INSIGHTS: HOW CAN CHARITIES AND CORPORATES MAKE THEIR PARTNERSHIPS IMPACTFUL?
The Corporate Engagement Awards is taking place on 12 June. The NSPCC is shortlisted for the awards
The internet has revolutionised mass communication and made unmistakable changes to our everyday lives. However, the rapid change has in some cases left society racing to catch up with developing web technology. One major example of this is child safety online.
The NSPCC’s goal is to end cruelty and abuse to all children in the UK, and we’re working to ensure there are equal safeguards online and offline – after all, we know that for most young people there is very little distinction between these worlds.
Unfortunately, children face many dangers online, with one in four under the age of 13 receiving messages involving grooming, sexual harassment and bullying. And with 77% of parents concerned about online safety but finding it hard to have a positive conversation with their children about it, we knew we needed to do more to support families and help keep kids safe online.
This required not only financial backing but a long-term strategic partnership. A partnership, that enabled both organisations to utilise their expertise and range of assets to make a social difference.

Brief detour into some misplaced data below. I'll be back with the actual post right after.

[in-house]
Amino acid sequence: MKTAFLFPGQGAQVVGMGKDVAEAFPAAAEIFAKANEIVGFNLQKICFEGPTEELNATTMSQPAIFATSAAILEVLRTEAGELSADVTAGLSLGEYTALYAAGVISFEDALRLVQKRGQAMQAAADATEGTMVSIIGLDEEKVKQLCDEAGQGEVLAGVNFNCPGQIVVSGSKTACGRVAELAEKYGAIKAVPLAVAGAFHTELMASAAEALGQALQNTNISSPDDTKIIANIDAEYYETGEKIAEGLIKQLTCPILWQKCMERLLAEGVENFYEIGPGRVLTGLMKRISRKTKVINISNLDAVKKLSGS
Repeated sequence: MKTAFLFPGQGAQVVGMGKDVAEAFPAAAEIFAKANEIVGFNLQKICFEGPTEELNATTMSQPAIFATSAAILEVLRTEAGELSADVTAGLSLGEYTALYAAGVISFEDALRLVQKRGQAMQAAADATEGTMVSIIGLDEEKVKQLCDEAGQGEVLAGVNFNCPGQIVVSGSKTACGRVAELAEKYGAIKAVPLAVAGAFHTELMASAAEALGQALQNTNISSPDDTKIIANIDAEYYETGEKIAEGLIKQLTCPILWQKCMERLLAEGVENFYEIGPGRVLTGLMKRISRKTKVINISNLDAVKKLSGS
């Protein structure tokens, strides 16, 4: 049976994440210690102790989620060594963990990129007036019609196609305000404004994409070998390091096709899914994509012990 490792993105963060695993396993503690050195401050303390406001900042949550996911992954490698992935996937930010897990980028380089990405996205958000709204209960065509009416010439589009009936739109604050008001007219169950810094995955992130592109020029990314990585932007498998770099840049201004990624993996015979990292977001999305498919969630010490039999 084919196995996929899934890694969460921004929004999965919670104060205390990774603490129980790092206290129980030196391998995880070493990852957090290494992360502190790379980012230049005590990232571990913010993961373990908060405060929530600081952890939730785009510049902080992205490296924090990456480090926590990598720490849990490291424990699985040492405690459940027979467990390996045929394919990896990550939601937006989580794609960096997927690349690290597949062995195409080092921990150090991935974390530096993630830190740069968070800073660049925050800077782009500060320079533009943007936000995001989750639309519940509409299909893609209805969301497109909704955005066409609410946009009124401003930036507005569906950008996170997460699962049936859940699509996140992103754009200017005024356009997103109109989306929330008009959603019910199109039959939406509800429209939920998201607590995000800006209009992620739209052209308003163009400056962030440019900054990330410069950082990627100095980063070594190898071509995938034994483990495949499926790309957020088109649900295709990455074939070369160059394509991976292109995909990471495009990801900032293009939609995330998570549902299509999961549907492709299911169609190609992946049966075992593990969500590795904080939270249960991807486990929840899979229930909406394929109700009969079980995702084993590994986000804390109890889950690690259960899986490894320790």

The NSPCC teamed up with O2 in 2015 because they were keen to embed online safety and behaviour change at the core of the culture of the company, and for us we wanted to better understand tech and fulfil one of our five strategic aims of keeping children safe online.
Setting out to tackle the issue of tech safety would need a bold and different approach, one in which parents and kids could have these conversations in an open, honest and even fun environment.
We created the first ever online safety virtual game – ‘Parents vs Kids’ – which can be played on desktop, mobile, tablet and even Amazon Alexa. Designed to trigger family conversations and help inform about topics such as internet safety, online slang and general online knowledge, we were able to help more families learn from each other in a fun and interactive way.
To launch the quiz, there was a highly successful promotional campaign which utilised celebrity support, the media and employees across both the NSPCC and O2. Spice Girl, Geri Horner and TV presenter, Stacey Solomon both played the game with their children showing other parents how Parents vs Kids can be used to learn more about the online world together, which in turn drove PR and gained traction on social media. What’s more, O2 promoted the game on O2 Priority and through Family Plan, and used their hundreds of stores and online safety Guru network (which has been trained by the NSPCC) to showcase the quiz.
Independent research showed we smashed our target, and Parents vs Kids created a wide society benefit, driving over 2m meaningful conversations about online safety with families as a result of playing the quiz.
We are continuing to build on this strong foundation by expanding Parents vs Kids with new and updated questions and making it even more accessible. And as web technology continues to grow we strive to stay up-to-date with what children are doing online, so we are able to reflect this in our partnership services and keep more children safe.
Tony Stower is the head of child safety online at the NSPCC
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